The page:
In the gospel reading for Ash Wednesday, Matthew offers a tension that can seem a bit weird about practising faith in secret, when today we are imposing ashes. Some people who go to Ash Wednesday worship at noon go about their days with a visible cross on their foreheads. One thing that helps is knowing a bit about the background of the gospel reading.
Ronald Allen, Bible commentator, describes how Matthew is not distinguishing between a Christian group and a Jewish group as the story often goes when told in churches. Instead Matthew is describing two different Jewish groups that are closely related. While Matthew criticizes Pharisees it could be that he was part of a different group of Pharisees. From a Lutheran perspective we might imagine two different Lutheran denominations having a theological disagreement which we can related to. One problem is that over the centuries Matthew’s critique of Pharisees has taken on anti-Semitic tones whereby Christians criticize Jews. This dichotomy doesn’t make sense given Matthew himself was Jewish. So today we need to do a bit of work to understand the divisions.
What really seems to get Matthew worked up is what he perceives as certain religious leaders using expressions of faith to further their own positions of power. Matthew gives three examples: alms giving, praying, and fasting. The problem with each of these three is not the things themselves, but rather the way they are expressed. Alms giving, praying, and fasting are all faithful expressions of Jewish life and prescribed for Jesus followers.
The faithful purpose of alms giving is part of sacrificial giving, building up the community as part of the realm of God. Not for drawing attention to oneself or currying favour through giving.
The faithful purpose of praying is about being in right relationship with God, building up the community of faith. Not for publicly demonstrating piety and promoting oneself.
So too the faithful purpose of fasting is a preparation for being attuned to God’s will, to be open to possibilities of a coming realm of God, to turn from oneself towards others. Not to demonstrate to others one’s faithfulness.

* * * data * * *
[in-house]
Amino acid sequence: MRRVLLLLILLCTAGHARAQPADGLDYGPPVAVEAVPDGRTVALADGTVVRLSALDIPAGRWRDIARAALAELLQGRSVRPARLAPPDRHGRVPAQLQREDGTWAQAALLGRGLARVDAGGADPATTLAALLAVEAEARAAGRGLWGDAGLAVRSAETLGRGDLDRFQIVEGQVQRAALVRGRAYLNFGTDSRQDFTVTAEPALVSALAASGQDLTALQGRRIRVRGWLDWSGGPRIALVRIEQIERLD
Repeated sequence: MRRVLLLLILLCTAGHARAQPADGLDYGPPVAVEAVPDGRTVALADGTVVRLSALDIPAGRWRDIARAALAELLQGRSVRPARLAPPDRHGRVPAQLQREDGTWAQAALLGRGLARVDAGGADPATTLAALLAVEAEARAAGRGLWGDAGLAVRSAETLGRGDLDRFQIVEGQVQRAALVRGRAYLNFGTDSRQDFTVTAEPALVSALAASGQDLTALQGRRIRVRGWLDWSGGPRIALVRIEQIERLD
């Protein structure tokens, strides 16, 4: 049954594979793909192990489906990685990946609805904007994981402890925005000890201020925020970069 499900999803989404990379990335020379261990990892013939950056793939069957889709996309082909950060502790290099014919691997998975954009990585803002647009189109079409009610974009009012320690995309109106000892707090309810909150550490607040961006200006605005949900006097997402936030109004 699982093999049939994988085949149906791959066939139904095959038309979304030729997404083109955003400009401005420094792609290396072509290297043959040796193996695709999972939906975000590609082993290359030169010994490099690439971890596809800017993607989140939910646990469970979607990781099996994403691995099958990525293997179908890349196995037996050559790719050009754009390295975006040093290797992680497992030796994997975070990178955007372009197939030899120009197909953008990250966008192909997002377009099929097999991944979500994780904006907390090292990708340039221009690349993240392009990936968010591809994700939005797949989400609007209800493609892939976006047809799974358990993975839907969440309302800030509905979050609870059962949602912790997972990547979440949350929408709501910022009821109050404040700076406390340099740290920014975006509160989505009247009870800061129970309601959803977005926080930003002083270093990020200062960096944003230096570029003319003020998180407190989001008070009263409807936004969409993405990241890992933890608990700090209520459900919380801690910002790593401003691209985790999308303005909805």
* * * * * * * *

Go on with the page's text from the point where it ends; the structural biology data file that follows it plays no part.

In this light we could frame receiving the imposition of ashes. It’s not to impress others. It’s night anyways so not many people are going to see them. But rather we receive the imposition of ashes reorienting us towards God. Away from whatever castle building we might be caught up in, whether it’s career, finances, reputation, etc. At the end of the day we are all mortal. We are reminded that we too will die. And yet we find meaning as children of God tending the garden together. We find meaning in mortality through community, connected together by Jesus. We are not triumphal
A story about tending the garden. Consider all the community gardens that people grow in their backyards that the Shelbourne Community Kitchen makes use of. These are not all big gardens. Many are hidden away in people’s backyards. But together the produce these gardeners grow makes a big difference in the lives of hundreds of people each year, given access to fresh food. The same people are also offered planters they can grow on stoops and balconies. They are taught how to prepare food in ways that are interesting and widen the community, sharing food with others. The example of the Kitchen is one close to home, given our relationship with their work, and people’s support for them here at Church of the Cross.
Wrapping up, remember Jesus encouraging us to go out and build community. Give alms, pray, and fast if we choose in order to reorient us away from ourselves towards God and neighbour. Receive the imposition of ashes as a sign that we are part of something bigger than ourselves. Something that doesn’t centre us, but rather God’s love for each one of us. Amen.